What really struck me, though, was this sentence: “But the story here isn’t the destination; it’s the journey.” That lets the brand know that, if they accept this pitch, they can expect some original thinking instead of just a recap of what everybody else has said.
This writer starts her pitch with an emotional appeal – I doubt there’s a single person on nDash who can’t relate to the challenge of coming up with something new. Within any given industry, all of those different blogs can morph into one huge echo chamber. But, while the title sets the emotional hook, the writer makes it clear that this won’t be yet another post lamenting how hard it is to come up with good topics for business blogs. Instead, it’s going to be actionable, and she gives just enough detail to pique the brand’s curiosity.
Nobody wishes more than I do that there were some magic formula for writing the perfect pitch, but it’s just not that simple. And that’s both good and bad.
The good news is that other writers aren’t following some secret recipe no one told you about. The bad news is that you have to be as good at getting inside your audience’s head when writing pitches as you do when you’re writing the article itself.
What does a brand on nDash want from a blog post? It depends on the brand, but here are a few possibilities:
- To have a knock-your-socks-off, award-winning blog – without having to give it a lot of thought
- To not feel like they have to fact-check the writer
- To avoid being unpleasantly surprised with a blog post that’s not at all what they thought it would be
- To maintain the respect of their peers, competitors, customers, investors, etc.
In a nutshell, most brands would be thrilled if the blog-post fairy visited once or twice a week, posting perfect, engaging copy written specifically to accomplish their objectives. The closer your pitches come to delivering on that promise, the more likely they are to be accepted.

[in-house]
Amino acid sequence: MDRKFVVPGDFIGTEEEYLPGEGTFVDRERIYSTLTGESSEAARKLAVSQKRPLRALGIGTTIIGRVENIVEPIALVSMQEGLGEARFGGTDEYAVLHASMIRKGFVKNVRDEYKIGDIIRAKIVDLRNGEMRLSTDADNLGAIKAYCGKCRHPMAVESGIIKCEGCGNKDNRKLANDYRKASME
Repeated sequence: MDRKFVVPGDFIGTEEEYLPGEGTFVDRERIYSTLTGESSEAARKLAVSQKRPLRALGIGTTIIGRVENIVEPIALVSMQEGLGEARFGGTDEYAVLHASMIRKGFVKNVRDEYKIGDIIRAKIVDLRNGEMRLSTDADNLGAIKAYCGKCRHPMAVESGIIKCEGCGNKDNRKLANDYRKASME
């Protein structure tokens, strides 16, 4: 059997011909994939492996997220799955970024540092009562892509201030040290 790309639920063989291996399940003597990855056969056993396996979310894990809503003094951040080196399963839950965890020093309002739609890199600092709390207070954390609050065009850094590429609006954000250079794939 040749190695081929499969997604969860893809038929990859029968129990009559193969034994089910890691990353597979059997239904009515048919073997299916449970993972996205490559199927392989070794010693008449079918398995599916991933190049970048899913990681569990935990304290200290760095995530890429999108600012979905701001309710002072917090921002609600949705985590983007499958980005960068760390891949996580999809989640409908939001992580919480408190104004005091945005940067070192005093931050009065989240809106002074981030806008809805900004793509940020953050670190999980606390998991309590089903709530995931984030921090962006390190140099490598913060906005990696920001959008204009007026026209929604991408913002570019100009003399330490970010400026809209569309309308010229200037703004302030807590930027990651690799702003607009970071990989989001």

Great pitches tell your prospective client:
- Exactly what the post will be about
- That it will be better – more engaging, more original, more insightful, etc. – than anything their competitors are producing
- That your knowledge level is high enough that you won’t make them look bad
- That you’ve given the idea enough thought that you have sources in mind (and that said sources are reputable enough to not cause their competitors to point and snicker)
So when it comes to crafting the perfect pitch, try this:
Picture your prospective client sitting at their desk at the end of a long day. The voicemail light on their phone is blinking, their unread emails take up two whole pages, their spouse wants them to get home and help with the kids (or maybe the dog needs to go out really bad!), and they’re hungry.
Here’s your challenge: Write a pitch that will make their lives easier. Provide solutions, not just topic ideas. If you can give them one less thing to stay at their desk worrying about that night, you’ll have a winning pitch on your hands.
Ready to get started? Sign up or sign in to nDash now.